Obituary: Joy in ordinary living

Bern Atkins was a man of great exuberance and warmth, who brought a rare vitality to the many spheres of his life. His sudden passing, aged 67, while on a cycling trip in Northland was a huge shock to his family and wide circle of friends.

‘The joy Bern found in ordinary life was contagious.’ Bernard (Bern) Thomas Atkins, 3 February 1956–14 November 2023. May he rest in peace. 

WelCom February 2024

Michael Fitzsimons

Bern Atkins was a man of great exuberance and warmth, who brought a rare vitality to the many spheres of his life. His sudden passing, aged 67, while on a cycling trip in Northland was a huge shock to his family and wide circle of friends.

The church of Our Lady of Kāpiti, Paraparaumu was packed for his funeral service at the end of November. Bern and his wife Jude were members of the parish and before that were longtime members of St Anthony’s parish in Seatoun, Wellington where Bern was a leading member of the music group.

Bern was born and raised in Waipukurau, the middle child of three. He grew up in the company of about 30 cousins and two of his uncles, his namesake Bernard Atkins and Noel Delaney, were Marist priests. Both uncles taught at Hato Pāora College where Bern’s family and cousins spent holidays, making the most of the swimming pool and tennis courts. Bern’s involvement with the college sparked a lifelong appreciation of Māori language, culture and music.

Bern attended St Joseph’s Primary School in Waipukurau and Central Hawke’s Bay College before going to St Patrick’s College Silverstream for his final college years. He had no sooner arrived at St Pat’s when he received the devastating news that his father had died suddenly, aged 51.

Bern was an outstanding sportsman as a young man, excelling in many sports at school. He was in the Central Hawke’s Bay College First XV and was a Hawke’s Bay Under-18 rugby rep. He was quickly earmarked for the Silverstream First XV and was senior tennis champion.

After school, Bern worked briefly in the Post Office at Waipukurau and then moved to Wellington to work in the Woods family grocery business. So began a working life in sales related to the grocery trade, at which he was very successful, bringing his characteristic humour and big-hearted extroversion to everything he did.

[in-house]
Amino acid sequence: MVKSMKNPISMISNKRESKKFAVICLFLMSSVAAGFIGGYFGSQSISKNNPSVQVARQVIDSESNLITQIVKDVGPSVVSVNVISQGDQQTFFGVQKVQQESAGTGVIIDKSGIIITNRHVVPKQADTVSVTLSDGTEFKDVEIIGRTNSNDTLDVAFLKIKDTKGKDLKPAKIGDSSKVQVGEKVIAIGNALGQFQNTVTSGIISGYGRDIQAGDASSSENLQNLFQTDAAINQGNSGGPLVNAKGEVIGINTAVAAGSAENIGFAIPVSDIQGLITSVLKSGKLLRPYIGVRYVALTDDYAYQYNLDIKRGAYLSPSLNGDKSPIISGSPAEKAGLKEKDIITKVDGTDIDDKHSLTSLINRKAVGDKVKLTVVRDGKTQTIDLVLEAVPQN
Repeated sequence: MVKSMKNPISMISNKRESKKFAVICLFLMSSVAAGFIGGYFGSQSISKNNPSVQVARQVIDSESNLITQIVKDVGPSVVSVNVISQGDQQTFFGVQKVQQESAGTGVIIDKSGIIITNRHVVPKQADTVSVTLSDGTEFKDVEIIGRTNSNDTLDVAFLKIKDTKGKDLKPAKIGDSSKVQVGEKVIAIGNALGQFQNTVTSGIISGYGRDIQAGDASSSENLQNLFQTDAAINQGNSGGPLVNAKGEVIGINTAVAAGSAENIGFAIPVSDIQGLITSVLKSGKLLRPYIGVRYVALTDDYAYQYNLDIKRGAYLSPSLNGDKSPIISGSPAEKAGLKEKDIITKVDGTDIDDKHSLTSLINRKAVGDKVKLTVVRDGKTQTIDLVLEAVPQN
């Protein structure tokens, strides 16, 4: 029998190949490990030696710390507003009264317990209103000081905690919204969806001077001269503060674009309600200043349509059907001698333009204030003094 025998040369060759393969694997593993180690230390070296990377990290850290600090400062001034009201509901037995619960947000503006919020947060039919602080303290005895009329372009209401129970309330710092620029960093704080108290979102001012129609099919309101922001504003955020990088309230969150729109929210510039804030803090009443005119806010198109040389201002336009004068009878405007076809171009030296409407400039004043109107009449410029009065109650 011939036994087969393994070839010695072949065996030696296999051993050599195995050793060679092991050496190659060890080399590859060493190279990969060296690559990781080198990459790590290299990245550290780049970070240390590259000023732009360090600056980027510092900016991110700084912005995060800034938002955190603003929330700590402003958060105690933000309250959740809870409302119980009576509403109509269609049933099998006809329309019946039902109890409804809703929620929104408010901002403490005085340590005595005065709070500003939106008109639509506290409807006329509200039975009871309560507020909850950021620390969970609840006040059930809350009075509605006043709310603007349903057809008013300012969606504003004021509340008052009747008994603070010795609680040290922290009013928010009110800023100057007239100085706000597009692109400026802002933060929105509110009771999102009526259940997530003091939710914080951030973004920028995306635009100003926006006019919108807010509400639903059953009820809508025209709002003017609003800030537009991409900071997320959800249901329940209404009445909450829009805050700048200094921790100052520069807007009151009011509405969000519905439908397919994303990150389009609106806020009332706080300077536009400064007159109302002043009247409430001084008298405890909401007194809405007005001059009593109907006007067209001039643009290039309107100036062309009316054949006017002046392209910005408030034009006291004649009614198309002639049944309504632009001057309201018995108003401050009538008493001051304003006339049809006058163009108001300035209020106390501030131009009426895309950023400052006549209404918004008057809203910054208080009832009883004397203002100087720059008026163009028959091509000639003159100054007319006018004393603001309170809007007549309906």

‘Bern was born to be a salesman,’ said his long-time friend Pete Woods in his eulogy. ‘Not because he had the gift of the gab or a silvery tongue but because of his personality. Everyone he met liked him and he liked them. And this is exemplified by the many long-lasting friendships he made in the trade.’ 

The joy Bern found in ordinary life was contagious and the family home he created with Jude was a place of great hospitality. He was also a talented guitarist with a lifelong infatuation with the Beatles. Singalongs in the great tradition were a feature of the Atkins household and wherever Bern was having a good time.

Bern and Jude have four children and six grandchildren, of whom Bern was immensely proud. In recent years nothing gave him more joy than time spent with the grandkids.

How good is this

For Bern Atkins

How good is this,
you always say,
your mighty embrace of the now.

We are singing and laughing
and playing the guitar 
and heaping more off-cuts onto the fire in the backyard,
flames leaping out of the chimney,
sparks flying into a sea of darkness.
How good is this.

Beatles songs, Uncle Noel’s songs, waiata, 
songs with no pause between them,
songs without end, 
we are riding a river of song,
the walls are shaking, the roof is lifting off.
How good is this.

You take me to the rooftop, 
a king and his kingdom,
look this way, a harbour glittering at night,
turn the other way, planes taking off and landing
and then a spa on the deck overlooking Kāpiti island.
Did you bring your togs? 
How good is this.

It could be a shoebox.
It could be a tiny cottage on a hill.
It could be a sausage on a barbecue. 
How good is this.

Before dinner you produce a Brown Brothers’ Patricia, 
top drawer Australian cabernet 
and it flows like happiness.
About 8 or 9 you say to Jude
Is it time to take the roast out of the freezer darling?
How good is this.

You have your own galaxy, 
your stars and moons, 
your compass of faith,
a family voyage through the heavens
with friends too many to count.
How good is this.

Every decision is a right decision.
Every path leads home.

In your company, 
no one knows when to go home.

This is not another poem about a person dying.
This is a poem about a roaring fire, Irresistible, 
sparks flying into the night,
all that heat, all that light.

How good was that.

 – Michael Fitzsimons 

Michael Fitzsimons wrote and read aloud his poem ‘How good is this’ in memory of his close friend Bern Atkins at the funeral service.